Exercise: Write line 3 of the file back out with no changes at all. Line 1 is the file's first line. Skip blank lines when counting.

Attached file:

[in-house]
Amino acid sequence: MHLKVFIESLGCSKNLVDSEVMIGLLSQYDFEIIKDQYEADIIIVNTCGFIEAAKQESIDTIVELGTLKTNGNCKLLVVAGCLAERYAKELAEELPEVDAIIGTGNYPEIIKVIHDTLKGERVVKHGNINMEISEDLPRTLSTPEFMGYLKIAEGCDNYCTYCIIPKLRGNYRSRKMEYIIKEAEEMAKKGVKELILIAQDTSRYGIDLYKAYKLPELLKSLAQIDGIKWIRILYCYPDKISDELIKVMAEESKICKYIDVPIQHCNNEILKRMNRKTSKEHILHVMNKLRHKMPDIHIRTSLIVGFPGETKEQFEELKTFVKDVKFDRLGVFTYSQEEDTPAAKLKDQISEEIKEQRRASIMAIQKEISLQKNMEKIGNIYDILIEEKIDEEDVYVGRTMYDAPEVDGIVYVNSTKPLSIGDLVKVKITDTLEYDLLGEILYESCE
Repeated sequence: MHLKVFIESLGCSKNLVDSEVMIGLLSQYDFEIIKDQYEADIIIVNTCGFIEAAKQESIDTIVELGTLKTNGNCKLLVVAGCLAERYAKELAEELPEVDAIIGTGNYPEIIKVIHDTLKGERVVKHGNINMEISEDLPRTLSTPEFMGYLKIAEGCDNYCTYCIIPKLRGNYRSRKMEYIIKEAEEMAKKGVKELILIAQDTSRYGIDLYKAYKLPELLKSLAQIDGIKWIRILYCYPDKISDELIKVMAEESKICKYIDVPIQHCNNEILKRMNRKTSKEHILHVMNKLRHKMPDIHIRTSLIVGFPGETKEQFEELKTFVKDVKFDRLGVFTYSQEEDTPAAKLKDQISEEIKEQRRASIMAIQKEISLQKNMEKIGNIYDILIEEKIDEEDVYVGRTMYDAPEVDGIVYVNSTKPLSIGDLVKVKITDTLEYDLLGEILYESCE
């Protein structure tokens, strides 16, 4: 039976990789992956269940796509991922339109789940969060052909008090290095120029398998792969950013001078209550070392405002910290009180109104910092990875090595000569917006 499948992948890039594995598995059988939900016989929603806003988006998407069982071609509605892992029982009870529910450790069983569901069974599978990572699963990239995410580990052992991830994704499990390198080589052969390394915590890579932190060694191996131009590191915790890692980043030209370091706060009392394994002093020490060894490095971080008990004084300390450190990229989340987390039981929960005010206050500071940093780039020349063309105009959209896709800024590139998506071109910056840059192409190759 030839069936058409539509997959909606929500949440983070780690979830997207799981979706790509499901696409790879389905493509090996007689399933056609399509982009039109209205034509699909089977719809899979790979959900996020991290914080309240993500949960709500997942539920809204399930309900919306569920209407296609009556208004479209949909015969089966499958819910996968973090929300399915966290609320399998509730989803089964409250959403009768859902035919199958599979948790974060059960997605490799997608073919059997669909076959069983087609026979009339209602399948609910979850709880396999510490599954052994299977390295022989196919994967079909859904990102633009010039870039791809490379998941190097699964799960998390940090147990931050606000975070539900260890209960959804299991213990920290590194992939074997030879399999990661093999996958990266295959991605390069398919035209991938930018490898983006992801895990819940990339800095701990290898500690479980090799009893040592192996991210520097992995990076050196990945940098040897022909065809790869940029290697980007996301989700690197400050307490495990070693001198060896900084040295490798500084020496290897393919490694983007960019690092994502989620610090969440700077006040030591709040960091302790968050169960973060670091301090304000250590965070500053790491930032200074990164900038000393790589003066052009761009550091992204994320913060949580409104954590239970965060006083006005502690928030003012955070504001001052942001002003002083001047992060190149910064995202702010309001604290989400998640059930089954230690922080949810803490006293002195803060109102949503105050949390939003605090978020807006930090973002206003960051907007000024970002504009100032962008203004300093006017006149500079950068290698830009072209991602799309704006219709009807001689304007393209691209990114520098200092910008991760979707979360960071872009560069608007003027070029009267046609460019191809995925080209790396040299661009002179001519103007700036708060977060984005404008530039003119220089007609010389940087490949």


Repeated sequence: MHLKVFIESLGCSKNLVDSEVMIGLLSQYDFEIIKDQYEADIIIVNTCGFIEAAKQESIDTIVELGTLKTNGNCKLLVVAGCLAERYAKELAEELPEVDAIIGTGNYPEIIKVIHDTLKGERVVKHGNINMEISEDLPRTLSTPEFMGYLKIAEGCDNYCTYCIIPKLRGNYRSRKMEYIIKEAEEMAKKGVKELILIAQDTSRYGIDLYKAYKLPELLKSLAQIDGIKWIRILYCYPDKISDELIKVMAEESKICKYIDVPIQHCNNEILKRMNRKTSKEHILHVMNKLRHKMPDIHIRTSLIVGFPGETKEQFEELKTFVKDVKFDRLGVFTYSQEEDTPAAKLKDQISEEIKEQRRASIMAIQKEISLQKNMEKIGNIYDILIEEKIDEEDVYVGRTMYDAPEVDGIVYVNSTKPLSIGDLVKVKITDTLEYDLLGEILYESCE